The political story
Van Buren was elected to the U.S. Senate in 1821. During the next seven years, he helped form the Democratic Party. He also managed the campaign of the party’s first presidential candidate, Andrew Jackson, ensuring his sweep into office in 1828. In the same year, Van Buren was elected governor of New York, a post he held only 71 days, until Jackson appointed him Secretary of State. He resigned from that position under political pressure in 1831, but Jackson immediately appointed him ambassador to Great Britain. The Senate refused to confirm his appointment. He became vice president to Jackson in his 1833 reelection and then president in 1837. But all his efforts weren’t enough to help him gain re-election in 1841. Opponent William Henry Harrison took advantage of a fiscal depression to paint Van Buren as an addled, used-up man whose extravagant tastes were in stark opposition to his own man-of-the-people image.
The presidental style house
Before his term ended, Van Buren bought a house with 137 acres of land in Kinderhook. Judge Peter Van Ness built the brick Georgian house in 1797, but Van Buren must have known that this property once belonged to his paternal grandmother’s family.
In May 1841, Van Buren moved into the house full-time and immediately set to work improving it. He removed a stairway in the wide center hall, which he then had papered with 51 vividly colored panels imported from France that composed a scene entitled Landscape of the Hunt. The hall became his dining room with luxury set of table, reclining chair, and other furnitures. where he entertained friends and visiting dignitaries. He also added a bathroom where he invited guests to “wash off the impurities of Mammon.” Outside, he planted a large garden, built a greenhouse, installed fruit orchards, and dug a deep well to supply a series of fishponds. His farmhands successfully grew vegetables and tended livestock. Despite his continuing involvement in politics during these years, which included another run for the presidency as a Free-Soil party candidate in 1848, he listed his occupation as “farmer.”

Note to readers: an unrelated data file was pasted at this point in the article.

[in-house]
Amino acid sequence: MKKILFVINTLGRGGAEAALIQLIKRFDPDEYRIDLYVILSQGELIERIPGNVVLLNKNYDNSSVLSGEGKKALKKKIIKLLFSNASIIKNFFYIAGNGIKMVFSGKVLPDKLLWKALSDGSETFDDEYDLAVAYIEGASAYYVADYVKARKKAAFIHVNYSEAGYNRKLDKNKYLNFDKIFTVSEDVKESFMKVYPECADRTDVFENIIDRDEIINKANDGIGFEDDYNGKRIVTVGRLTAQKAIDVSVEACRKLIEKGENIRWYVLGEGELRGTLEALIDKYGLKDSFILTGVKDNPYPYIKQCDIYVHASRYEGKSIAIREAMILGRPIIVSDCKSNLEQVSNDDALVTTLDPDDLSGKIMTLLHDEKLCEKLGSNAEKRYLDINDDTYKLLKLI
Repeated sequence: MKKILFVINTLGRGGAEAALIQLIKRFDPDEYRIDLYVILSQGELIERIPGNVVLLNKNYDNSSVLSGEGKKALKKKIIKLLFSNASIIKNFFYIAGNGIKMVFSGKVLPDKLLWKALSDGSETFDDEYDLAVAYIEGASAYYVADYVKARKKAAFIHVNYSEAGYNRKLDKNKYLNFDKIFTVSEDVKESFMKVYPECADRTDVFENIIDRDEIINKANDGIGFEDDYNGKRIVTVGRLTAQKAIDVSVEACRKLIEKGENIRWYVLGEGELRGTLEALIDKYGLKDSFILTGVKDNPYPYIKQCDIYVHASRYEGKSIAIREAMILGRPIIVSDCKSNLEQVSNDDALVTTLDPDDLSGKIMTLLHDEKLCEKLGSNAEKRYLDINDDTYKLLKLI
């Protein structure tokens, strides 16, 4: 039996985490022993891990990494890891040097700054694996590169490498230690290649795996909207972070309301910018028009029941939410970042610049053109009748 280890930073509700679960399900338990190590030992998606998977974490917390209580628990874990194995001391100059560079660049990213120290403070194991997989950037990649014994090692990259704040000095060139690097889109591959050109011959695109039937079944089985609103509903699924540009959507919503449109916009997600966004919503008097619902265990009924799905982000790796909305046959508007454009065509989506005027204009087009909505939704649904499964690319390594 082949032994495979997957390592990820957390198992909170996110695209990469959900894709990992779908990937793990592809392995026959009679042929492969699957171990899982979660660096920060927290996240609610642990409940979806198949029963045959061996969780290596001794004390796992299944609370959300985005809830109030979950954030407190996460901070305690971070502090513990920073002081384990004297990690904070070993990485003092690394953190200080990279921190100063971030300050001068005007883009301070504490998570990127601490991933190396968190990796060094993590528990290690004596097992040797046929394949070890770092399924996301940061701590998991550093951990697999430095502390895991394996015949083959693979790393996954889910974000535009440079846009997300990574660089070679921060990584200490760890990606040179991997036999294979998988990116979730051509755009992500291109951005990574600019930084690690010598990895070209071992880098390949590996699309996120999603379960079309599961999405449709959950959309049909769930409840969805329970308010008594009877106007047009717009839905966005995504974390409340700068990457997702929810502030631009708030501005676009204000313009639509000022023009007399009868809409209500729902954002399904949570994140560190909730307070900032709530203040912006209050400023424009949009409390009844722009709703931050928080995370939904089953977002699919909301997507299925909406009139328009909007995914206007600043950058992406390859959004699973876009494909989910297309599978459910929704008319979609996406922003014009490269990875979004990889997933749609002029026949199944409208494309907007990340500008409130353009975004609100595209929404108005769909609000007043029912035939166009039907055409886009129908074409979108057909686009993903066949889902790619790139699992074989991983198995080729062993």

The presidental style house
The greatest change to Lindenwald occurred in 1849, when the house was completely remodeled. Van Buren had offered Lindenwald to his youngest son, Smith, if he would live in it and get involved in managing the farm. Smith agreed under the condition that he be allowed to expand and improve the aging house. With his father’s approval, Smith hired Richard Upjohn, an architect known for designing churches (his best known is Trinity Church in New York City). Upjohn returned a design based on the emerging Italianate style, with hints of his earlier Gothic work. Chief among the design elements were a four-story tower, a central gable, attic dormers, and an elaborate porch. The finished house was painted a bright yellow. The elder Van Buren said: “The idea of seeing in life, the changes which my heir would be sure to make after I am gone, amuses me.”